Earlier this month, an American was removed from a flight operated by Canadian airline Jazz Air because of his “brutal” body odor. Apparently the flight crew tried to find a way to separate him from the other passengers, but eventually admitted defeat and asked him to leave. He flew out the next day. A spokeswoman for the airline told CNN that it doesn’t have an official policy about body odor. [More]
On a flight yesterday, minor celebrity Kim Kardashian figured out that the guy next to her was the air marshal, at which point she excitedly announced it to her followers on Twitter. “Jim the air marshall makes me feel safe!” she tweeted. But it’s okay, she understands how security protocols are supposed to work; after some of her followers complained about what she’d done, she responded, “[I] highly doubt anyone is twittering like me on this flight! shhh.” [More]
Starting in May, American Airlines will sell blanket-and-inflatable-pillow packs for $8 each on domestic flights longer than 2 hours. If your flight is under 2 hours and you tend to get cold on a plane, relax: you can’t shiver to death in under 2 hours, and by then you’ll be at your destination. Or, okay, still on the runway at your departure spot, raiding your carry-on for snacks. You might want to bring a light jacket. [More]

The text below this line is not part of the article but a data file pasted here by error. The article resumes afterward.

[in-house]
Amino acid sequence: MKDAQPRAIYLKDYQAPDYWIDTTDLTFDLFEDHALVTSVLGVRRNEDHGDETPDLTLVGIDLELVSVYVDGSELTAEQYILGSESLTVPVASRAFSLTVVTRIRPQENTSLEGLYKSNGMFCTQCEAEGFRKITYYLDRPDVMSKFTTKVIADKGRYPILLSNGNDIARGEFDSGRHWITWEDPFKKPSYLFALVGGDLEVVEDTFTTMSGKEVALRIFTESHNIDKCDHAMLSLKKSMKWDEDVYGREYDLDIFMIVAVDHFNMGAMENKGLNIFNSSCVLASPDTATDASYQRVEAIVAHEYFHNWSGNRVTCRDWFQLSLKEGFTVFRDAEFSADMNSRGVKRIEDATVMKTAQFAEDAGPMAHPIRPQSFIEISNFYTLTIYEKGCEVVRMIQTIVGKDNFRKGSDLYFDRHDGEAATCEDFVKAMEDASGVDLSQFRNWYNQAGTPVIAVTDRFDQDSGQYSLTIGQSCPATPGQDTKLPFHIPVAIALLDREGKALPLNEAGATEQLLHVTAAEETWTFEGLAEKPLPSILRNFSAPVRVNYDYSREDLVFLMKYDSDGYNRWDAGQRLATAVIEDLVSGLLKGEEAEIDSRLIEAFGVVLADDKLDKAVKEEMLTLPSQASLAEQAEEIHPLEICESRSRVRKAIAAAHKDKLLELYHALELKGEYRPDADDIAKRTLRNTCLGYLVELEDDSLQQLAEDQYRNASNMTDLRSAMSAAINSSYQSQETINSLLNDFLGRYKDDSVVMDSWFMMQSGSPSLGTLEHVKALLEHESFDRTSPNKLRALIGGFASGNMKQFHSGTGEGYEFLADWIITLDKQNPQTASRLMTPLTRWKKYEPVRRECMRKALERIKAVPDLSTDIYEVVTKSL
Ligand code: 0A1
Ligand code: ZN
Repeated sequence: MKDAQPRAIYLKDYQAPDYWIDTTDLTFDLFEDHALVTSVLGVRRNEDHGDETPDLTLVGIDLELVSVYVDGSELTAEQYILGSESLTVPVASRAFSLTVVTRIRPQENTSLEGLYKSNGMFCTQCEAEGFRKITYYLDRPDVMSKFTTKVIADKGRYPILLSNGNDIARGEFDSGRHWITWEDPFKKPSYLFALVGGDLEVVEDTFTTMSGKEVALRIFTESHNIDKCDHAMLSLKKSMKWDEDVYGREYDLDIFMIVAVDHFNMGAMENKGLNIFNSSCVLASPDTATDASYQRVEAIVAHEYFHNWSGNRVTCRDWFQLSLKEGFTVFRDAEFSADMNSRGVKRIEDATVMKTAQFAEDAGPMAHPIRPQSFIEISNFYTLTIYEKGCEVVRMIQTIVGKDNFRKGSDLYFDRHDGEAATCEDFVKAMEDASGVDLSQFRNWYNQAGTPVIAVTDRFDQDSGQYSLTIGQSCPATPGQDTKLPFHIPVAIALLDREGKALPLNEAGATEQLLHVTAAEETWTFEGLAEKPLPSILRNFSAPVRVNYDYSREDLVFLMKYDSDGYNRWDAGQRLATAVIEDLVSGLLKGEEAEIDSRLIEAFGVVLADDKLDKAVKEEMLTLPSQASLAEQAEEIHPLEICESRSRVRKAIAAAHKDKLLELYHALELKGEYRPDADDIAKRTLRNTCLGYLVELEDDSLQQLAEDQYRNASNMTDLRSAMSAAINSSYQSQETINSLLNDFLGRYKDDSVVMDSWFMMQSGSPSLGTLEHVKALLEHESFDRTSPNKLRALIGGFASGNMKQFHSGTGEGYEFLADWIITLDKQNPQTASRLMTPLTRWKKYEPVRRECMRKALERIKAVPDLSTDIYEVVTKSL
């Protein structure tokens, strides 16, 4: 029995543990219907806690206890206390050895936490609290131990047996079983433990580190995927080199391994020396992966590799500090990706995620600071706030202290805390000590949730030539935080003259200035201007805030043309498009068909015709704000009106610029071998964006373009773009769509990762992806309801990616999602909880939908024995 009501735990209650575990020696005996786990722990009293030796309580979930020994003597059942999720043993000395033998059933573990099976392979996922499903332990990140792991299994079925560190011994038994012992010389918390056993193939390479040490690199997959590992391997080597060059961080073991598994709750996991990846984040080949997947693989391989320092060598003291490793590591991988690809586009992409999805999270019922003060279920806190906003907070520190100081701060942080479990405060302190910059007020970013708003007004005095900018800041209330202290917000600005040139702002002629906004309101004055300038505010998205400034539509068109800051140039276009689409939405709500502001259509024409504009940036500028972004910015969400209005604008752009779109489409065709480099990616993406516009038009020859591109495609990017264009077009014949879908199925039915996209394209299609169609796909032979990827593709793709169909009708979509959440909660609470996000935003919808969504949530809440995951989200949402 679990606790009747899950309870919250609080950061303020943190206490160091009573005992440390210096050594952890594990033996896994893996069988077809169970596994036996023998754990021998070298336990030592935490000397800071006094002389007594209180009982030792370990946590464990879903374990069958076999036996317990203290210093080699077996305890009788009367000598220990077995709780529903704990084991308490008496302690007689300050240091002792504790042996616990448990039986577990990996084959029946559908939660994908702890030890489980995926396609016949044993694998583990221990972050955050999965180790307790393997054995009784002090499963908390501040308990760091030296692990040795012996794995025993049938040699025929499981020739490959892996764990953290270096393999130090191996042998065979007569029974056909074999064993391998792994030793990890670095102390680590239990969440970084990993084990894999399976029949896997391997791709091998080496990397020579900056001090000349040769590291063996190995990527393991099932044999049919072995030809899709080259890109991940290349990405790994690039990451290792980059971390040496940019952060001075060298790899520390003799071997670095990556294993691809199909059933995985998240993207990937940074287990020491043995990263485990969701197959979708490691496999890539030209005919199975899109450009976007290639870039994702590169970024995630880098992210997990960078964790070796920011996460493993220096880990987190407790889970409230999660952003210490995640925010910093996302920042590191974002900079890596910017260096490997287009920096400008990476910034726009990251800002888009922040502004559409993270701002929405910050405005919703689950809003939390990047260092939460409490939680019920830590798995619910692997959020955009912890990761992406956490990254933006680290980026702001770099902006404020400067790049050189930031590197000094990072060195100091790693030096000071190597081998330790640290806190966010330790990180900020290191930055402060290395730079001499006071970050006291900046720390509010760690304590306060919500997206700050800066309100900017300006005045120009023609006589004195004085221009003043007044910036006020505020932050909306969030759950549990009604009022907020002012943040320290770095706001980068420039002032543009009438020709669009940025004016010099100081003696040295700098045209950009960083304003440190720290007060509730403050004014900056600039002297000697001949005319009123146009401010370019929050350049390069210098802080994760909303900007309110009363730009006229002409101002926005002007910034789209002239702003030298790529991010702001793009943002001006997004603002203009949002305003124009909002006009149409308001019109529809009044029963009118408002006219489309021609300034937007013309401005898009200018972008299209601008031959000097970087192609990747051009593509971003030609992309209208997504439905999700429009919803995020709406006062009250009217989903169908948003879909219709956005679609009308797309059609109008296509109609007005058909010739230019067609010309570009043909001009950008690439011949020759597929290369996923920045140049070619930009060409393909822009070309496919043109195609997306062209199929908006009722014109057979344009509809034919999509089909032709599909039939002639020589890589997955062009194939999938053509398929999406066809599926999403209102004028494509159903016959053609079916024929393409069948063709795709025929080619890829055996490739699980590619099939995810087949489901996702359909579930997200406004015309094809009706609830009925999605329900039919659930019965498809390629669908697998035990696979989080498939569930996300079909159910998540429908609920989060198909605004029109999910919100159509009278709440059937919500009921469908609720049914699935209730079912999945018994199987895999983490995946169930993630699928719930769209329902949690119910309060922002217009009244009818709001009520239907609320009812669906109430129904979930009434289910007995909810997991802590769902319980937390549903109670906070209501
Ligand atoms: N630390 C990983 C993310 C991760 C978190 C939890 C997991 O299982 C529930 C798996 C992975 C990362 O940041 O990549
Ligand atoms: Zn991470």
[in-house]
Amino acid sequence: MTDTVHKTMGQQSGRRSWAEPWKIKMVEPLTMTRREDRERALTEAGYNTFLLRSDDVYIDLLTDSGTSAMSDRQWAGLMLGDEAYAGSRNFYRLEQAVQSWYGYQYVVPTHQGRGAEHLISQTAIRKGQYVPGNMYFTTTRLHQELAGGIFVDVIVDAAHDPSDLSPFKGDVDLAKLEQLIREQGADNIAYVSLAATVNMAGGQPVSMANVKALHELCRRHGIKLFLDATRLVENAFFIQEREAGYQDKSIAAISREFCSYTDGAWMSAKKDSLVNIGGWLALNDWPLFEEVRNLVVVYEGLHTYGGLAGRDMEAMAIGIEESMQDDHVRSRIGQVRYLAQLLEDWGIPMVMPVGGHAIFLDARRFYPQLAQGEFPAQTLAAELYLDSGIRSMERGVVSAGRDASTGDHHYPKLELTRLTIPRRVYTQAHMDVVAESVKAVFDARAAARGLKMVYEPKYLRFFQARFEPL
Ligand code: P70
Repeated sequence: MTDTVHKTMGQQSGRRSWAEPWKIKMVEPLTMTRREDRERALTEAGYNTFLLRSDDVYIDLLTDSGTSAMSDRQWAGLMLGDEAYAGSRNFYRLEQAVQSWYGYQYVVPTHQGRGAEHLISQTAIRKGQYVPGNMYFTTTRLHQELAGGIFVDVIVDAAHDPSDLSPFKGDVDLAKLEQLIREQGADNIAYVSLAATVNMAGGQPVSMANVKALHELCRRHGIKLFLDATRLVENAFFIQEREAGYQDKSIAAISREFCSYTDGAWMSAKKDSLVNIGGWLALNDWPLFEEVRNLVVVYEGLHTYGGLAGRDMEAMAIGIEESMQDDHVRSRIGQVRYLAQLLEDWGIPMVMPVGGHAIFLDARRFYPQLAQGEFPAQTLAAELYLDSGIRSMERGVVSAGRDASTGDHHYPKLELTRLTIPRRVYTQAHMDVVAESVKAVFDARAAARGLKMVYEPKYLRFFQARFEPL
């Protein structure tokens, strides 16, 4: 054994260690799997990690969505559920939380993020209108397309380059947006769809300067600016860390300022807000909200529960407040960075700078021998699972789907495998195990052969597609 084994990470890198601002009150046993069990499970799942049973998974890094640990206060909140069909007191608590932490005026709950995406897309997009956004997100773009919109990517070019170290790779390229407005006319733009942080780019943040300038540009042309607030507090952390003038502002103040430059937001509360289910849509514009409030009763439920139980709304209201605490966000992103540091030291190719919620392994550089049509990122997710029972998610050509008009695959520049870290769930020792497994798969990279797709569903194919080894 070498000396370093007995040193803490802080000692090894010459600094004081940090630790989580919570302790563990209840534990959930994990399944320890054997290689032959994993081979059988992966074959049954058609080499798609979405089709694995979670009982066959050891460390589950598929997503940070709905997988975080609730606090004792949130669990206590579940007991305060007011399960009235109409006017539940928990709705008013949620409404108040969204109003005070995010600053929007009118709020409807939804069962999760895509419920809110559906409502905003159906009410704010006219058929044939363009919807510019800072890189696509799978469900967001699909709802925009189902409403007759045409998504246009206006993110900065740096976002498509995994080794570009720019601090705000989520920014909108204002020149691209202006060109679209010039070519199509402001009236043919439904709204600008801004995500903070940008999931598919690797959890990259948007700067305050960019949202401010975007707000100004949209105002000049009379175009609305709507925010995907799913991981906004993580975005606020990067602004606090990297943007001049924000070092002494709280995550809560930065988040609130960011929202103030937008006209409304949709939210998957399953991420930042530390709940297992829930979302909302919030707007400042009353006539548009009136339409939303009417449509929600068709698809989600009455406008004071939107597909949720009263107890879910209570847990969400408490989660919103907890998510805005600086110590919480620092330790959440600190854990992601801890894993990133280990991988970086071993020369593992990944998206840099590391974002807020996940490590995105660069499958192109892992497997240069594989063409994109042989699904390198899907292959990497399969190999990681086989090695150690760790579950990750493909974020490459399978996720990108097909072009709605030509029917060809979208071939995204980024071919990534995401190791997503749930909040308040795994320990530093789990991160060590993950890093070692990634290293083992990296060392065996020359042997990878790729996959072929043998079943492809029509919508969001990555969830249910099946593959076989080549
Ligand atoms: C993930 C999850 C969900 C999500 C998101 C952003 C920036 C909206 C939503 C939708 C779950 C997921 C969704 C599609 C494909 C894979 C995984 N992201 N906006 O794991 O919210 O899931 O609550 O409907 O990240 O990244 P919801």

If you wish hard enough on your next JetBlue trip, maybe the airline’s People Officer will magically appear and hand out free tickets. That’s what happened on David’s flight home over the weekend. To be fair, the free ticket giveaway probably happened because JetBlue asked everyone to show up two hours early due to a computer glitch. It’s still a much nicer airline story than what passengers usually send us. Also, this People Officer hinted to the OP about the airline’s future Wi-Fi plans. [More]
There’s dark clouds brewing in the friendly skies and sometimes it’s the passengers fault. George Hobica writes, “I was on a plane recently, first class, on American, where the guy sitting next to me shook his glass as the flight attendant was passing by and said “More ice”–the FA said, “What’s the magic word” and the guy said, “Oh, you mean I’m supposed to say please? I just want more ice” … and she said, “You want more ice, it’s up in the galley. Go get it yourself.” [More]
I’m not sure what you could do with an extensively water-damaged plane with the wings detached, but if you want to own a piece of aviation history you can now bid on US Airways Flight 1549. The plane that Capt. Sully safely landed in the Hudson river a year ago is being auctioned off “AS IS/WHERE IS,” which happens to be at a salvage yard in New Jersey. CNN says the engines are not included. (The detached wings, however, are.) [More]
American Airlines announced today that they’re raising checked baggage fees by $5, effective February 1st. Your first bag will now cost $25, and your second one will cost $35. If you want to check a third bag, you will have to buy the airplane (cash or certified checks only), and if you want to check a fourth bag, you will have to endure a phone call from AA’s CEO Gerard Arpey, where he will cry at you and say he doesn’t know how to run a company and he’s scared. He only made $8.9 million in total compensation last year, so cut him some slack. [More]